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    NSAB Wins SECNAV Energy Achievement Gold



    Story by Petty Officer 3rd Class William Phillips 

    Naval Support Activity Bethesda

    Naval Support Activity Bethesda (NSAB) was awarded the 2016 Secretary of the Navy (SECNAV) Energy Achievement Gold Level Oct. 12.

    “SECNAV has an award system to incentivize installations to reduce their energy consumption; it’s not just electrical it’s steam usage, water or just about any kind of fuel that can be consumed as an installation,” said Luke Armstrong, installation energy manager. “We have an interest in reducing those amounts because it saves financial resources.”

    Even though NSAB was awarded the platinum level for energy efficiency for fiscal year 2015, there has been continued energy efficiency throughout this past fiscal year.

    “For 2016 we scored within the gold range, which denotes a very good energy program,” said Armstrong. “Although gold is a very noble achievement, we did drop one ranking. For this year’s award we are tracking a 40 percent energy reduction, which coming off a platinum year is still a significant amount. We are currently leading the region in energy reduction for the third quarter of the year.”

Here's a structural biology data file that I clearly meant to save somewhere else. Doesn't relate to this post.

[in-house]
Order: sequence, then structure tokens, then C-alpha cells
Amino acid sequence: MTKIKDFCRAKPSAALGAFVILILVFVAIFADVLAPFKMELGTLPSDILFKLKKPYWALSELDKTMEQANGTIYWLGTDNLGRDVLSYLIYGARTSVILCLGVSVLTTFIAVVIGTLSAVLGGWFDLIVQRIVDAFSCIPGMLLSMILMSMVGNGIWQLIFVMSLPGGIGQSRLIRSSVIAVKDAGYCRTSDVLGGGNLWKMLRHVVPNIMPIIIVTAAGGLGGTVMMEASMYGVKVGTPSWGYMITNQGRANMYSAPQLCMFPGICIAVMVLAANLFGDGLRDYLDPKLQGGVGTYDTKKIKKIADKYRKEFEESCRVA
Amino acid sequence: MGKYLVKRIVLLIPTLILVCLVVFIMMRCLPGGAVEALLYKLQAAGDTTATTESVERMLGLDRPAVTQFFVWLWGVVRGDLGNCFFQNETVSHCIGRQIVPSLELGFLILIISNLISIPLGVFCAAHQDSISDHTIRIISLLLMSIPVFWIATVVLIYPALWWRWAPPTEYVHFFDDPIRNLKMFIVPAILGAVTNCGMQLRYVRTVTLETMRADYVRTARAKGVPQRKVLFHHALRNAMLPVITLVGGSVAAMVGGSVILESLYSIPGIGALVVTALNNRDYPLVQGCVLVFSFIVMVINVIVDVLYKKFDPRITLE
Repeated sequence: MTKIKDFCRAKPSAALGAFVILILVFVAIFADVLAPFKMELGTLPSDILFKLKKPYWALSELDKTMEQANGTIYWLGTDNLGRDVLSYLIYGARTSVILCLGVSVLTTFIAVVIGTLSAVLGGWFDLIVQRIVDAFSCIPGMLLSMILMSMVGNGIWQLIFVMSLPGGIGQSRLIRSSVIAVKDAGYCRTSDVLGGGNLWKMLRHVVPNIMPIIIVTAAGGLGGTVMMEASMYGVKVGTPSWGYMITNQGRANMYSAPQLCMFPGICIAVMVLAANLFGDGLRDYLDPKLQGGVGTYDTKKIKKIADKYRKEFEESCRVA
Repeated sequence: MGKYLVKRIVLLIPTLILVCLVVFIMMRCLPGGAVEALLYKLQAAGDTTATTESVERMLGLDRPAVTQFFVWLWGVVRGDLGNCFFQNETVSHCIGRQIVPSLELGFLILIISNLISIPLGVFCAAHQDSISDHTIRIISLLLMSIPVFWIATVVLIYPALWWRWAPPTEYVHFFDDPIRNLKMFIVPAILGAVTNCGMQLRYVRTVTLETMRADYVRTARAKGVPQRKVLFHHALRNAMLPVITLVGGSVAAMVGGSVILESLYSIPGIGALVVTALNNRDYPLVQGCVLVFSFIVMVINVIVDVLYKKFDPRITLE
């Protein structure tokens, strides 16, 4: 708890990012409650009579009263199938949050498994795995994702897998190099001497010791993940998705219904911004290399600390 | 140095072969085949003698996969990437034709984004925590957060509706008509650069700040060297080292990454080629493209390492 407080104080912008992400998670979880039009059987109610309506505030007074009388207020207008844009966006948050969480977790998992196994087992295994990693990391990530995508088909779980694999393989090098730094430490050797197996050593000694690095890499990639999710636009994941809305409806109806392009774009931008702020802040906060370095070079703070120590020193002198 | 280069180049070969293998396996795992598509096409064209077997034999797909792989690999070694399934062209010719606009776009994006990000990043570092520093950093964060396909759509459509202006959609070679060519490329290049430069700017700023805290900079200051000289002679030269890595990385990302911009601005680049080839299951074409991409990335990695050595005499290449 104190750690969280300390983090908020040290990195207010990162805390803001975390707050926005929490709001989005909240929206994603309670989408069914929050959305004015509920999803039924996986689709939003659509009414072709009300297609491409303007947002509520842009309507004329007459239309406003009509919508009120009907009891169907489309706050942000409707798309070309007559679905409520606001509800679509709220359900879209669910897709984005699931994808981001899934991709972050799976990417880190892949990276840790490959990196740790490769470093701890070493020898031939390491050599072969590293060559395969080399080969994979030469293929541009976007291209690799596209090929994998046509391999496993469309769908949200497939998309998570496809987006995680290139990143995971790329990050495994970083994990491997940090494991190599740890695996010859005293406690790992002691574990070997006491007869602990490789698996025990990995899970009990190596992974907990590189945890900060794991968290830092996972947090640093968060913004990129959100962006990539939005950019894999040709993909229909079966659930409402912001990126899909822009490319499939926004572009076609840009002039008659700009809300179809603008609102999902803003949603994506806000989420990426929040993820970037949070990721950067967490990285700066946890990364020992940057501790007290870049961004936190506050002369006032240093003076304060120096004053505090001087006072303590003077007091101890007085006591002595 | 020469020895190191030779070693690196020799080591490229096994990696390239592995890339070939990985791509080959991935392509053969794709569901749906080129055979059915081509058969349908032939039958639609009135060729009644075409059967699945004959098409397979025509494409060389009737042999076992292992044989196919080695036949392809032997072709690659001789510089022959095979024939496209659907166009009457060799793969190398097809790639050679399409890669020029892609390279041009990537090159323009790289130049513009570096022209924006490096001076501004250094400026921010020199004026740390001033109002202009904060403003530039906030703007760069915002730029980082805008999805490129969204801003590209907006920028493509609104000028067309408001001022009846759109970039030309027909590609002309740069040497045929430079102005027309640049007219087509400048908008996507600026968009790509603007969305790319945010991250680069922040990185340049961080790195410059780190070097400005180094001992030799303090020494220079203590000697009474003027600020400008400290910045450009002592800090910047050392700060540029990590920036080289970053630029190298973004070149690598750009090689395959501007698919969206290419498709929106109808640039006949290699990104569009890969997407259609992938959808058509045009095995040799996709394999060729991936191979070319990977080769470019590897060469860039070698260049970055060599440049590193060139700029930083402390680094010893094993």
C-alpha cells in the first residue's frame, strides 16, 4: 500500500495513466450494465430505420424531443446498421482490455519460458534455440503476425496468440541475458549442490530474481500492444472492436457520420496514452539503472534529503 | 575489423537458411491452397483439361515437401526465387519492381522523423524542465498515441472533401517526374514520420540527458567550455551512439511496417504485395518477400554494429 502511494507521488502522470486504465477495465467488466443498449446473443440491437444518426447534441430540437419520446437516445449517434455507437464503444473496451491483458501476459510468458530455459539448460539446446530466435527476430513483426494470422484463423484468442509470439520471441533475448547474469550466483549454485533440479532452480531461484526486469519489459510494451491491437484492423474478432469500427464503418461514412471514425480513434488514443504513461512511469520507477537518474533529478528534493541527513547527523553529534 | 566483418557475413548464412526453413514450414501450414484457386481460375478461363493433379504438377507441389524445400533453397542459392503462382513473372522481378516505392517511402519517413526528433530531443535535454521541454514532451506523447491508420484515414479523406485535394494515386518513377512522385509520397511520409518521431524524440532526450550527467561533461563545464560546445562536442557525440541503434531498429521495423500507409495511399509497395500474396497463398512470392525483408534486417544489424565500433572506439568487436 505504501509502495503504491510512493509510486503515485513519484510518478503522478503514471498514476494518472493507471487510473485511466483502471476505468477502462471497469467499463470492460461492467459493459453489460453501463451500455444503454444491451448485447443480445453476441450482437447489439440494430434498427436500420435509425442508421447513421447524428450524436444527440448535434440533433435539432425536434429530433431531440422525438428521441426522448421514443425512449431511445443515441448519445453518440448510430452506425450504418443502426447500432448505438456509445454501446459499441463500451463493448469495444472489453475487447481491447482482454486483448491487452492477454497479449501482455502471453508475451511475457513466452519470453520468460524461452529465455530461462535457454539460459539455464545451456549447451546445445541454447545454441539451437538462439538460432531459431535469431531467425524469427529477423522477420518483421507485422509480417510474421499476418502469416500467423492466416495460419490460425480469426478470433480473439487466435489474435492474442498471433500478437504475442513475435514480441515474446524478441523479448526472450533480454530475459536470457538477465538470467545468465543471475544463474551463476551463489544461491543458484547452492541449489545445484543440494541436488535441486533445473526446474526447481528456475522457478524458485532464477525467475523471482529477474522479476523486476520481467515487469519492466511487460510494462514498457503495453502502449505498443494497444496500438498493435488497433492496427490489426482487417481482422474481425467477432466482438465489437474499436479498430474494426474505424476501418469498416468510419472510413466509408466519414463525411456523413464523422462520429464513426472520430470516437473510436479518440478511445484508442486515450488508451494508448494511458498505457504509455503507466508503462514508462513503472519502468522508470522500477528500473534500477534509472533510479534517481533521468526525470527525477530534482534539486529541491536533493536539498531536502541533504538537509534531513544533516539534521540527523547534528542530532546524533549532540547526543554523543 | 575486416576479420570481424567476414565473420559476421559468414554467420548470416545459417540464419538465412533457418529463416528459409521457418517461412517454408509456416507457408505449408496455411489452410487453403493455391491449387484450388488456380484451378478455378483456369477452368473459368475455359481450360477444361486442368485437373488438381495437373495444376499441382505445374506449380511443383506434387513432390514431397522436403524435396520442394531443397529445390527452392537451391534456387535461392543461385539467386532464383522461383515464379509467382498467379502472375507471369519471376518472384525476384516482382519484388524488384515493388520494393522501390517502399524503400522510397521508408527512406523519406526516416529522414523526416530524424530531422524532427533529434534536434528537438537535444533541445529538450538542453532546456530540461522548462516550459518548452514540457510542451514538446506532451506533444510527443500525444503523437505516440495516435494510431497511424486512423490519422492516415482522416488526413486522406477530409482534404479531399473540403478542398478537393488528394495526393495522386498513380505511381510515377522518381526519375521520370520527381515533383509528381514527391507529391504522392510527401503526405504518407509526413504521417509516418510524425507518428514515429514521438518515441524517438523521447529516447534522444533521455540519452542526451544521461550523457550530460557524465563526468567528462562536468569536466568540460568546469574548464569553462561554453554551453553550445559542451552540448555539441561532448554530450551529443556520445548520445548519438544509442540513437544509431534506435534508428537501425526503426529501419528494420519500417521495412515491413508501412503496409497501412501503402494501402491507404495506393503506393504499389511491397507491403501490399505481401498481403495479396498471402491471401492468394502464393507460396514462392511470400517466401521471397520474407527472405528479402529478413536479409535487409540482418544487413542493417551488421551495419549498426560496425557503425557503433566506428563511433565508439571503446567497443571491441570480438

NSAB is working to get back to platinum.

    “We always want to maintain excellence and strive to be the best energy program in the entire Navy,” said Armstrong. “Our aspiration is to achieve the highest energy award level.”

    NSAB has saved taxpayer dollars by going green. In fiscal year 2016, NSAB saved $16 million through its energy-savings measures as well as taking advantage of Pepco incentive programs that promote energy conservation.

    “NSAB has really sunk our teeth into it,” said Armstrong. “If we feel like we can save energy on this project then we are applying for those incentives to further promote the viability of projects on NSAB. It is one of the reasons you see so much construction going on when you do, because we were able to capture that funding, which makes our project a little more competitive in the region.”

    Some missions don’t allow NSAB and its mission partners to be as energy efficient as possible, but there are still ways to improve.

    “In areas that have high usage needs, there are some options,” said Armstrong. “For example, if a mission in [Walter Reed Bethesda] needs an exact amount and quality of water, then that is what they need to have; but we can have the restrooms use rainwater when the toilets are flushed. We can find other areas that produce savings that do not impact the mission.”



    Date Taken: 10.20.2016
    Date Posted: 10.21.2016 08:58
    Story ID: 212555
    Location: BETHESDA, MD, US 

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